Patent Your Heart Out
Valentine’s Day is upon us. For some, it’s the time of love, romantic gestures, chocolates and flowers. For patent lawyers, it may be a race to the patent office. You might be surprised to learn that Valentine’s Day themed ideas have infiltrated intellectual property law. In fact, the patent and trademark system is full of them.
The most famous Valentine’s Day patent has little to do with the holiday except the shared date. On Valentine’s Day in 1876, Alexander Graham Bell and Elisha Gray independently raced to the U.S. Patent Office to file for patents on their telephone inventions. As history tells us, Bell made it first—receiving one of the most valuable patents ever issued. Gray, on the other hand, slipped into relative obscurity.
Roses are huge business on Valentine’s Day. Coincidentally, the first plant patent issued by the U.S. Patent and Trademark Office (USPTO) was for a rose. Henry F. Bosenberg, of New Brunswick, New Jersey, received a patent for a climbing rose on August 18, 1931. Red roses are the most often sent flowers on Valentine’s Day. On June 20, 1950, the USPTO issued Plant Patent No. 953 to Fred H. Howard, of Montebello, California, for a hybrid tea rose, described as “rose red, very appropriate for Valentine’s Day.” A more recent patent for a red rose (U.S. Plant Patent No. 11,834) was granted on April 3, 2001 to Benjamin Williams, of Summer Spring, Maryland, for a climbing rose called “Scarlet Star.”
Going to a Valentine’s Day dance? Don’t forget a wrist corsage for your best girl—an invention patented on July 14, 1925 by Ira W. Cunningham of St. Louis, Missouri, as U.S. Patent No. 1,541,923. This new and useful “improvement” in bouquets or “flower-clusters” can be “adapted for display upon the wrist” and includes “a cluster of flowers secured together at their stems, in combination with a wrist-encircling band . . . for fastening about the wrist.” Prom, Snowball, Spree and Homecoming wouldn’t be the same without this invention!
Do you really think Godiva®, Ghirardelli® and Stovers® have the corner market on heart-shaped chocolates? Or Papa Murphy’s on the heart-shaped pizza? Inventor Verlooy Herwig may beg to differ, as the holder of U.S. Design Patent No. 449147 for an ornamental heart-shaped chocolate, issued on October 16, 2001 in time for “Sweetest Day.” On March 24, 2003, William C. Arbaugh II, received U.S. Design Patent No. 491338 for heart-shaped pepperoni slices. Everything can be heart-shaped for Valentine’s Day, including the card and envelope given to loved ones, according to U.S. Design Patent No. 82863, granted on December 16, 1930, to Mahala Wabben.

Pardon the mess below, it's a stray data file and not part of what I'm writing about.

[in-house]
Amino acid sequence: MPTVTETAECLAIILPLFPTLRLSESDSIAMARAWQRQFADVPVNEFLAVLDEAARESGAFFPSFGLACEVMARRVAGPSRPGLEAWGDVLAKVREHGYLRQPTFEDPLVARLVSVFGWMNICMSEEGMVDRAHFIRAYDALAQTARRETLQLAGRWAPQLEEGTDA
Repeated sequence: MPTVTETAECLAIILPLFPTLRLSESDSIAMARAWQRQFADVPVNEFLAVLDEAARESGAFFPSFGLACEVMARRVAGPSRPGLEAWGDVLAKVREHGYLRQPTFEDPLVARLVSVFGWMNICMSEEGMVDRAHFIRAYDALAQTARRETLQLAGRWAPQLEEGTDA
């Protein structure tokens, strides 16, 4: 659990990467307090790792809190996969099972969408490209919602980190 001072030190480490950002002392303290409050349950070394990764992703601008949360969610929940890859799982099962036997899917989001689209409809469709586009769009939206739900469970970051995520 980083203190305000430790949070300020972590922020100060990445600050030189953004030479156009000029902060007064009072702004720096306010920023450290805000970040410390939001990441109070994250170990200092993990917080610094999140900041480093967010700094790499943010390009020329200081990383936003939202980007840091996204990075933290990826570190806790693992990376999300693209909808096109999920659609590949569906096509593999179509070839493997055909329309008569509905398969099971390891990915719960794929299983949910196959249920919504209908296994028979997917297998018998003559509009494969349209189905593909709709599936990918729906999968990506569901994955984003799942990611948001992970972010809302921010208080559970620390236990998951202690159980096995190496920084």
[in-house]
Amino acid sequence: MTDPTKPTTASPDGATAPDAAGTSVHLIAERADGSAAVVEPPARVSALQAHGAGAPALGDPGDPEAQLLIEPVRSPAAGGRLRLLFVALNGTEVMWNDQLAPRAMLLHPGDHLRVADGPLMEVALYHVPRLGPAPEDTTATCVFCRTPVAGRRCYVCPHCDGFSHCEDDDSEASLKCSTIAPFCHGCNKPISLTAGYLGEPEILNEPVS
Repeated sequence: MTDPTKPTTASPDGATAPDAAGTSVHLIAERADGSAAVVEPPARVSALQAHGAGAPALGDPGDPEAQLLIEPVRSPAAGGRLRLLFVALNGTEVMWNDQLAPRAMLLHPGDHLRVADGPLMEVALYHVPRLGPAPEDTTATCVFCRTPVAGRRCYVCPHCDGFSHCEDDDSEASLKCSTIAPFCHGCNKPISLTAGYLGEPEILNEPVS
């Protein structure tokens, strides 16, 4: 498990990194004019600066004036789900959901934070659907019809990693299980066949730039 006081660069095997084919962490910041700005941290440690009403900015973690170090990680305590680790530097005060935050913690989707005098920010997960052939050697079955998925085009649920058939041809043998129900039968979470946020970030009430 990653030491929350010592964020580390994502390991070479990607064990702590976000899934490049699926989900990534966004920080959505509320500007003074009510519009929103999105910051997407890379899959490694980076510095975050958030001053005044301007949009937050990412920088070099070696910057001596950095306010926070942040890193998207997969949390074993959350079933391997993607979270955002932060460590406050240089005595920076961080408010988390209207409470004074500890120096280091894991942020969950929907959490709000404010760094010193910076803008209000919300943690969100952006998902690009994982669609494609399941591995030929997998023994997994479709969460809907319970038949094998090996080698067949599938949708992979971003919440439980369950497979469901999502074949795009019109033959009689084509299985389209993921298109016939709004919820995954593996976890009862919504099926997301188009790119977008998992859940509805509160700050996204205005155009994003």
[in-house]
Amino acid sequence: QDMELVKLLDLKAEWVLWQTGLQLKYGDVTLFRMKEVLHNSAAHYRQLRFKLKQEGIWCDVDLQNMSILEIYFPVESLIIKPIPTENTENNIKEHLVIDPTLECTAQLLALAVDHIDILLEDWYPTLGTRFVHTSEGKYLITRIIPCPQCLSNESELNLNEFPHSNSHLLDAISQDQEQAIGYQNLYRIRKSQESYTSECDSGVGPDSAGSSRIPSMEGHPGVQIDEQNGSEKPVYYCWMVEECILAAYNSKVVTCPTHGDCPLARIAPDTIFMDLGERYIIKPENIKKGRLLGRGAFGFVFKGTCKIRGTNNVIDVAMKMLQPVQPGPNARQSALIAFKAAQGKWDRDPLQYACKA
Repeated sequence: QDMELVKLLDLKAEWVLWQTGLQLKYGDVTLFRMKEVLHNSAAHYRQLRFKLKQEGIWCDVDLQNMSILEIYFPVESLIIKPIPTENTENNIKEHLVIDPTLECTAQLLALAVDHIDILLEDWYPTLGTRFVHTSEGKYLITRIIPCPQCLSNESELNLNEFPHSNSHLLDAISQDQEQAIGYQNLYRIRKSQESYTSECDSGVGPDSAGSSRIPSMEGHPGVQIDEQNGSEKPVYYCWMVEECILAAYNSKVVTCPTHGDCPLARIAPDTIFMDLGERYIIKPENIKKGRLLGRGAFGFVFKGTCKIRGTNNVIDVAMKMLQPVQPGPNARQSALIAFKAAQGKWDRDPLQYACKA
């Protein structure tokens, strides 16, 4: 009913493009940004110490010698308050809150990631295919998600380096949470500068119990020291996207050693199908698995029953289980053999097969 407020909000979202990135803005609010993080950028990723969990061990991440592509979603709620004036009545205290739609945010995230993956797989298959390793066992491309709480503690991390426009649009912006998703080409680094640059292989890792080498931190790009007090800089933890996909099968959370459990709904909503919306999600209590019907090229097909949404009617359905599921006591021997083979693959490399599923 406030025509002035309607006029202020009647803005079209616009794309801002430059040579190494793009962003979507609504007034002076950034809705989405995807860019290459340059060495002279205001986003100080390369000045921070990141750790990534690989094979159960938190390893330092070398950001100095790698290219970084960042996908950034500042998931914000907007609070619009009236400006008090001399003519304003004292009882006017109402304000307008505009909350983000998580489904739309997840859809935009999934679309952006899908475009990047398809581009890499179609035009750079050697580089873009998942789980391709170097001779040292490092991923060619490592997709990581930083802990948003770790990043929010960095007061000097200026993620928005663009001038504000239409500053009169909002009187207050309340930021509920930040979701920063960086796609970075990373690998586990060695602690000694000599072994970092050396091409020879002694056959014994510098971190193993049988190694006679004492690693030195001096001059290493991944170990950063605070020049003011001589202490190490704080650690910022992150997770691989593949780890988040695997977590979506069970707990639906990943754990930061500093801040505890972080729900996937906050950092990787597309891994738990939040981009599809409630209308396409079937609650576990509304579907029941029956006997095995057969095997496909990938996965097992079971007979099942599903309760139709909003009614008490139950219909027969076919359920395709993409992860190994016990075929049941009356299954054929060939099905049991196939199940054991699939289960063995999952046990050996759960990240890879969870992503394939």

Speaking of loved ones, on a tad bit morbid note, have you yearned to perpetually store the cremated remains of two or more decedents in a “Broken Heart Urn?” This invention has “multiple chambers in an upper heart shaped portion as well as in a lower portion that also serves as the base whereby multiple remains can be held.” Thanks to inventor Antoine Elhaj, of Sandusky, Ohio, this Romeo & Juliet urn will solve your problem (See, U.S. Patent No. 8,281,466, October 9, 2012).
In this age of Instagram and Snapchatting, the heart-shaped hand symbol, known as the “hand-heart,” has become a common gesture of love among performers, social media aficionados and teenage girls. In what can only be construed as a challenge rivaling Taylor Swift’s 73 trademarks, Google, on October 15, 2013, patented the hand-heart gesture for use with its soon-to-come Google Glass. The user makes a heart using her hands in front of objects in her field of vision, Google Glass automatically recognizes the object, takes a picture, and sends it to social networks as an already “hearted” image. If you haven’t yet heard of Google Glass, don’t worry, you soon will. Glass is a wearable computer (an HMD—head-mounted display) resembling a pair of eyeglasses without the lenses that projects a smartphone-like display to the wearer and is navigated by voice command and a touchpad on the side of the device (Yes, Google did patent Glass).
So no more faffing about with your cumbersome smartphone in Starbucks—just grab your soy chai latte, make a hand-heart shape over it and—voilà—Google Glass will transmit your “hearted” message to Instagram, Snapchat, Messenger or the next social media craze.